Little Jimmy Dickens - Biography

By Jonny Whiteside


          Little Jimmy Dickens may stand just four feet eleven inches tall, but the country singer has always been a formidable powerhouse. With his striking, declamatory, high-volume vocals, knack for tough country boogie and eye-popping sequin-and-rhinestone-encrusted outfits (which led Loretta Lynn to bestow the lasting nickname, "Mighty Mouse in Pajamas"); Dickens ranks as one of postwar country’s most individuated and flat-out enjoyable performers. His classic hits, "I'm Little (But I'm Loud)" and "Out Behind the Barn," represent Dickens's shrewd employ of down-home charm. On unusual songs like the hard rocking "Salty Boogie" and the morbid, up-tempo novelty "Slow Suicide," Dickens ably demonstrated a gift for pushing country music into strange new territory.


            Born James Cecil Dickens on December 19, 1920 in Bolt, West Virginia; Dickens nurtured a childhood dream of growing up to perform on the Grand Ole Opry. At age 19, he took matters in hand by getting his own radio show, billed as “Jimmy the Kid” on Beckley, West Virginia's WJLS (the station also launched the careers of Molly O' Day and the Bailes Brothers). While attending West Virginia University in Fairmont, where he also broadcast on WMN, he fell in with country singer T. Texas Tyler (later a major star known as "the Man with a Million Friends") and the pair began working together. After Tyler entered the service, Dickens struck out on his own and landed a job at famed Cincinnati "superstation" WLW (airwave home to The Delmore Brothers, Merle Travis and Hank Penny) before moving on to jobs at stations in Topeka, Kansas and Saginaw, Michigan. But it was the 1948 meeting with Roy Acuff that changed everything. Acuff persuaded Dickens to come to Nashville, got him a contract with Columbia Records and a spot in the regular cast of the Grand Ole Opry, despite his not having cut a record.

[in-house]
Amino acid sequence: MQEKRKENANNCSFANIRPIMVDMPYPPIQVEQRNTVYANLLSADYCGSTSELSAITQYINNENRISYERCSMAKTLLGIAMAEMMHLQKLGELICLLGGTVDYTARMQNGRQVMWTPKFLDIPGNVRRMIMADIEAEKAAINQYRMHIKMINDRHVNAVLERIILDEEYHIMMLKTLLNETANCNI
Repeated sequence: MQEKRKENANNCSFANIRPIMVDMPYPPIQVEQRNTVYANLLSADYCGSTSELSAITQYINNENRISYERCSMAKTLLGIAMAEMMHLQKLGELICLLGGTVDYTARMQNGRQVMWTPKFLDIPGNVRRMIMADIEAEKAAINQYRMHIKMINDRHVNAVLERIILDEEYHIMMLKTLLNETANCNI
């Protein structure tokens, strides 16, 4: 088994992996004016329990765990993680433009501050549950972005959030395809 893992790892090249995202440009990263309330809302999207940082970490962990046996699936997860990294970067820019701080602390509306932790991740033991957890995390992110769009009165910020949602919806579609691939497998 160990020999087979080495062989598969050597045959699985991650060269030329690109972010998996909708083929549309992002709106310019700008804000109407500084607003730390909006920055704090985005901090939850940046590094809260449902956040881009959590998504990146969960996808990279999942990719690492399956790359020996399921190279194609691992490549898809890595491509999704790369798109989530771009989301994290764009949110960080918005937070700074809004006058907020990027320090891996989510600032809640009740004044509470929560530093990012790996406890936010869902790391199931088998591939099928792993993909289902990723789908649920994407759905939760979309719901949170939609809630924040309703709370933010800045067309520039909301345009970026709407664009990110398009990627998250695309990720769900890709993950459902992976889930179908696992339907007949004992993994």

Now christened Little Jimmy Dickens, he scored a Top Ten country hit right out of the gate with "Take an Old Cold 'Tater and Wait" in early 1949, and repeated that success with the follow-ups, "Country Boy" and "A-Sleepin’ at the Foot of the Bed." 1950’s "Hillbilly Fever," an infectious celebration of all things country, made number three while most all of his releases went Top Ten. Dickens was also a masterful balladeer who had a string of chart successes with "heart" songs like "I've Just Got to See You Once More" and "My Heart's Bouquet." Dickens became fast friends with Hank Williams. After Williams returned from a California tour with flashy outfits made by Nudie’s Rodeo Tailors in Los Angeles, Dickens followed suit, taking his own costuming to new, colorful extremes. Dickens' band was just as wild, using hot, twin electric guitars that gave him a hard-charging new sound as well as the confidence to quit the Opry after five years in order to tour with lucrative coast-to-coast package revue, The Philip Morris Caravan.


            Dickens cranked out hits up until the mid-1960s (the biggest being his 1965 novelty number "May the Bird of Paradise Fly up Your Nose"). He kept working, eventually returning to the Opry, (where he was warmly welcomed "home") in the mid-1970s and remained there for the duration of his career. Whether chewing through a morbid recitation like "Raggedy Anne" or belting out one of his classic, kicking, up-tempo honky-tonk numbers, Little Jimmy Dickens was always flat-out unbeatable.


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